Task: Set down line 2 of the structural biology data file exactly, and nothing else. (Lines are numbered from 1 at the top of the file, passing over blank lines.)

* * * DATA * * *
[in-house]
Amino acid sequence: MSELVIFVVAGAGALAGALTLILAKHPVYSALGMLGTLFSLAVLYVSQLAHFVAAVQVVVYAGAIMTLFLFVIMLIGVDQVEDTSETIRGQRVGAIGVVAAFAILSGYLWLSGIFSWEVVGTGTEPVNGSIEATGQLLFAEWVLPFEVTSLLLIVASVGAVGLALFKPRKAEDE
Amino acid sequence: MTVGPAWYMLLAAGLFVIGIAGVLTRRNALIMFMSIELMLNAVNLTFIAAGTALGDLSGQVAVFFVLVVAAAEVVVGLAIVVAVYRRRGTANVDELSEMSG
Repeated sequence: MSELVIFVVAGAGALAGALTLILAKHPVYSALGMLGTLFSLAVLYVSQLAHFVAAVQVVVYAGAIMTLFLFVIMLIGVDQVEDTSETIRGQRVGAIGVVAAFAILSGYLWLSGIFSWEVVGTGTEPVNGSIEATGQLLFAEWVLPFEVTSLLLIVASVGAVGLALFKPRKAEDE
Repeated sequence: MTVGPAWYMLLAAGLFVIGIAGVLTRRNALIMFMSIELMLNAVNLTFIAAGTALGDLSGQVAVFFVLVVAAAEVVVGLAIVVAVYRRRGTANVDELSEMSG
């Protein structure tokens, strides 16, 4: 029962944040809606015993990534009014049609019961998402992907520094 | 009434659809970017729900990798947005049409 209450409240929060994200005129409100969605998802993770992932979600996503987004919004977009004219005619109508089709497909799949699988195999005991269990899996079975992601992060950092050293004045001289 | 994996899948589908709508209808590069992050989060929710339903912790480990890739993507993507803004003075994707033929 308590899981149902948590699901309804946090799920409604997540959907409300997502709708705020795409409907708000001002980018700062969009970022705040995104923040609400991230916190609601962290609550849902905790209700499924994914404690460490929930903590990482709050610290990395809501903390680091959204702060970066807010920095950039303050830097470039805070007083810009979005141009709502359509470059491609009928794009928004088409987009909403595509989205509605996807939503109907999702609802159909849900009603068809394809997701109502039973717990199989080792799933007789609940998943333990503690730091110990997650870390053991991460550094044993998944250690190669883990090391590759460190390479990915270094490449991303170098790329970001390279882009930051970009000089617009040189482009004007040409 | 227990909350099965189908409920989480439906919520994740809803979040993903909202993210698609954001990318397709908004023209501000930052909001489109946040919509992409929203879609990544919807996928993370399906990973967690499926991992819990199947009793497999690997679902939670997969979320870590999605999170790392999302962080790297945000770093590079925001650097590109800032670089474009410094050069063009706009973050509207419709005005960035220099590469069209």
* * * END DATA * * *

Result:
Amino acid sequence: MSELVIFVVAGAGALAGALTLILAKHPVYSALGMLGTLFSLAVLYVSQLAHFVAAVQVVVYAGAIMTLFLFVIMLIGVDQVEDTSETIRGQRVGAIGVVAAFAILSGYLWLSGIFSWEVVGTGTEPVNGSIEATGQLLFAEWVLPFEVTSLLLIVASVGAVGLALFKPRKAEDE